The Will of Money

Anh is a rising sophomore working at Legal Momentum in their National Judicial Education Program.

Free will does not exist.

There is no doubt that the flow of money shapes my life. From little things like food to big things like where I live and what school I attend. When it comes to Legal Momentum, a very similar situation exists. The money does constrain the extent to which it could implement projects and hire employees.

Here comes the cliché: Money cannot buy happiness. Or in the case of LM, effectiveness.

I consider that overused saying true. The happiness in my life comes from doing what I enjoy (like graphic designing, philosophy, and eating). The effectiveness of NJEP’s programs comes from Lynn and the other staff members that provide the training and projects.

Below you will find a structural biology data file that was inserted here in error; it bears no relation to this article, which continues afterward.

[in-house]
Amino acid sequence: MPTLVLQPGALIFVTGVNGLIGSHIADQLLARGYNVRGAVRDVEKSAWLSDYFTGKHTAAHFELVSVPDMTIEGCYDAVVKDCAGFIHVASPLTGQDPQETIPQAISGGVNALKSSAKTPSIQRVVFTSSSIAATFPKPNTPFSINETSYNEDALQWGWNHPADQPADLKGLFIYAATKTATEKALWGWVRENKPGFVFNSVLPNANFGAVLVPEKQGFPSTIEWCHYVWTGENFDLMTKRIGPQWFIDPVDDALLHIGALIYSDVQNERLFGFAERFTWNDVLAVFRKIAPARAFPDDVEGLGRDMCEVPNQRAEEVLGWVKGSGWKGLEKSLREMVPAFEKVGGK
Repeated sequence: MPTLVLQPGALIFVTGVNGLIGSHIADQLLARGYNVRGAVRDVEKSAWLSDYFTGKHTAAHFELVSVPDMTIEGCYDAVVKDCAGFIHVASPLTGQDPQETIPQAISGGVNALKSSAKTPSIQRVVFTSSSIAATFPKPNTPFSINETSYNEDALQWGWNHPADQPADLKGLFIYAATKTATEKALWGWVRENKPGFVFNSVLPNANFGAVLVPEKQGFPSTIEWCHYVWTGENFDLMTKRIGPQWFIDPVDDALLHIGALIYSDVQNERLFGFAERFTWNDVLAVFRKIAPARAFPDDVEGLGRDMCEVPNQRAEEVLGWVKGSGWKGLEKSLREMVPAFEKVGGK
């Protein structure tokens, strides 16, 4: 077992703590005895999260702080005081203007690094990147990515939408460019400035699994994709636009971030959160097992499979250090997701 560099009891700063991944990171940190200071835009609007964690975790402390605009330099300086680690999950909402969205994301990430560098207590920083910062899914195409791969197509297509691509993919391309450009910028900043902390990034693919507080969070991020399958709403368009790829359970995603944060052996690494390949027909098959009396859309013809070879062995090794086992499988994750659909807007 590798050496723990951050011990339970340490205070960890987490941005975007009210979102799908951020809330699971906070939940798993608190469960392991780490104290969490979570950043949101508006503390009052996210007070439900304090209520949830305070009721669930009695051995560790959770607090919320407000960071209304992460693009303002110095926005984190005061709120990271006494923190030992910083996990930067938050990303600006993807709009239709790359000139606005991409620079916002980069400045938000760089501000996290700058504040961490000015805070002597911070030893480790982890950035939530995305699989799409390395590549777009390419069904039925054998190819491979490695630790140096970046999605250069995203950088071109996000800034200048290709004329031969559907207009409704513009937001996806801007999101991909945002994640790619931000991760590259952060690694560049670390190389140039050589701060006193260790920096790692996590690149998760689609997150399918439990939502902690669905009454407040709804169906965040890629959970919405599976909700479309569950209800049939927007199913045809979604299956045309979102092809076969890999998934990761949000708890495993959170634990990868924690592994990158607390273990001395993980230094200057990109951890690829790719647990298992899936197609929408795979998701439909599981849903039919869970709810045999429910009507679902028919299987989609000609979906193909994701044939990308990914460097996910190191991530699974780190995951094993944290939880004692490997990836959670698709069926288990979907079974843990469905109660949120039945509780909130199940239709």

Simply throwing capital at something would not get you what you want. Based on my observations of movie productions, to get the most profitable returns on your investment, you need to use the money to hire talent. So what you really need in the end is talent.

The obvious solution to the constraint of funding is to hire a few, but talented people that can think their way out of a very small box. However, the problem is that very talented people  want profitable returns for their skills. After all, the secret to success is finding what you’re good at and make people pay you to do it. Non-profit organizations might not be able to provide the same income as a for-profit company. In order to compete for effective workers, non-profits must be able to offer them something more valuable than money.

In this economy, I have no idea what  that “something” would be. However, given the amount of dedication and talents at LM, I am confident that that “something” exists.

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3 thoughts on “The Will of Money